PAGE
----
March 2, 2011

Enough Food to Feed 9 Billion People in 2050?

John Parker, The Economist


AP Photo

THE 1.6-hectare (4-acre) Broadbalk field lies in the centre of Rothamsted farm, about 40km (25 miles) north of London. In 1847 the farm’s founder, Sir John Lawes, described its soil as a heavy loam resting on chalk and capable of producing good wheat when well manured. The 2010 harvest did not seem to vindicate his judgment. In the centre of the field the wheat is abundant, yielding 10 tonnes a hectare, one of the highest rates in the world for a commercial crop. But at the western end, near the manor house, it produces only 4 or 5 tonnes a hectare; other, spindlier, plants yield just 1 or 2 tonnes.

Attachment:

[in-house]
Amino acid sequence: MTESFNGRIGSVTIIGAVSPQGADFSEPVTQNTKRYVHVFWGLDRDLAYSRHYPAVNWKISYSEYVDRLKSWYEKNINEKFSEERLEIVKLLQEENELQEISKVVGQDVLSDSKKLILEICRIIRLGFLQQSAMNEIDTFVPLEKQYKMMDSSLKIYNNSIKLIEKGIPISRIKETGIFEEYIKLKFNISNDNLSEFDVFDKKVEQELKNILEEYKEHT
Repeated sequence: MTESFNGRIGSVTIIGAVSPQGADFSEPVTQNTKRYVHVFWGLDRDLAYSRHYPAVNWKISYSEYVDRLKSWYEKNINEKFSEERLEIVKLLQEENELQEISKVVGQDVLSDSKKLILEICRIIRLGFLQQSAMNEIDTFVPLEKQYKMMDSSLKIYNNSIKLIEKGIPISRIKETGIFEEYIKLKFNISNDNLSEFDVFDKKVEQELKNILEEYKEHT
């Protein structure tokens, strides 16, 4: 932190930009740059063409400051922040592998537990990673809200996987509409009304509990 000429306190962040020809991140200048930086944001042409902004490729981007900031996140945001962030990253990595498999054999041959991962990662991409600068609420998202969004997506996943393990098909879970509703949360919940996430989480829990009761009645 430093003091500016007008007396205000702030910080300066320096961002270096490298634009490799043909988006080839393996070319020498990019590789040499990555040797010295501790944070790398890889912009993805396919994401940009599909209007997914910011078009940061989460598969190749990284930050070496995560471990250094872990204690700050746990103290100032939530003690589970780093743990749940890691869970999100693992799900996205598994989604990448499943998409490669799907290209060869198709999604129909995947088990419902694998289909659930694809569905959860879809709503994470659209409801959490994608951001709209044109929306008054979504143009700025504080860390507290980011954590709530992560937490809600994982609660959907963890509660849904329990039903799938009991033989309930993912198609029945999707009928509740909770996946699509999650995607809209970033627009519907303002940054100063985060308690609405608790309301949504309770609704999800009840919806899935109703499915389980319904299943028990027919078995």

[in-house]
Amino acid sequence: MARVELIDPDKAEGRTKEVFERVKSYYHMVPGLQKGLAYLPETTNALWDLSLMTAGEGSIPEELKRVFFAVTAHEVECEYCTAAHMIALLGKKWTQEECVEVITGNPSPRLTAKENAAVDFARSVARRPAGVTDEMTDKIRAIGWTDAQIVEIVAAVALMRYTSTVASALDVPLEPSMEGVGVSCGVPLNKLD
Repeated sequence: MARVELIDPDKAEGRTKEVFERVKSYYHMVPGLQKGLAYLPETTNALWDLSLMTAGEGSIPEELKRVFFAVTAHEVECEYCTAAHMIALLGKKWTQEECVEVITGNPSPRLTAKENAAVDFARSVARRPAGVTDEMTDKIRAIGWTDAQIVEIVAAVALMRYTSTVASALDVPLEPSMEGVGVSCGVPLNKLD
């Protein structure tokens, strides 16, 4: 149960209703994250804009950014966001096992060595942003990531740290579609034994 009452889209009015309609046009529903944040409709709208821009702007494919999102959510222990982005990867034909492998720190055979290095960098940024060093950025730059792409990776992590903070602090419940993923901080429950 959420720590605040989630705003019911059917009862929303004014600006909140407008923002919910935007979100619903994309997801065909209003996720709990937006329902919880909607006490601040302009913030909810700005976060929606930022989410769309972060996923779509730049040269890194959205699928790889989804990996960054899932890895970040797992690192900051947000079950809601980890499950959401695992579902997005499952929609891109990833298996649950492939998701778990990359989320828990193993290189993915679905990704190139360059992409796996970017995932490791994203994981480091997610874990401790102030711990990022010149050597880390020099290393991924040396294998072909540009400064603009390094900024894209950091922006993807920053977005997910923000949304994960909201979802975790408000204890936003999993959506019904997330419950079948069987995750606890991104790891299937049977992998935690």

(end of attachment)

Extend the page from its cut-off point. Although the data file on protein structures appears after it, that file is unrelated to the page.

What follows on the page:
Read Full Article ››

TAGGED: Population Growth, Food Supply, Food

RECOMMENDED ARTICLES

October 10, 2013
Will a Chicken Fed Lemons Taste Like Them?
Dan Nosowitz, PopSci
A recent New York Times story looked into the high-end chicken market. These are chickens in stark contrast to factory chickens, fed with produce that's out of the price range of most humans. more ››
October 4, 2013
Earth in 2100: Four Possible Scenarios
Catherine Brahic, NewScientist
YOU may have heard last week that Earth in 2100 is likely to be between 0.3 and 4.8 °C warmer than it was in the late 20th century. This is one of the key messages of the latest UN Intergovernmental Panel on Climate Change... more ››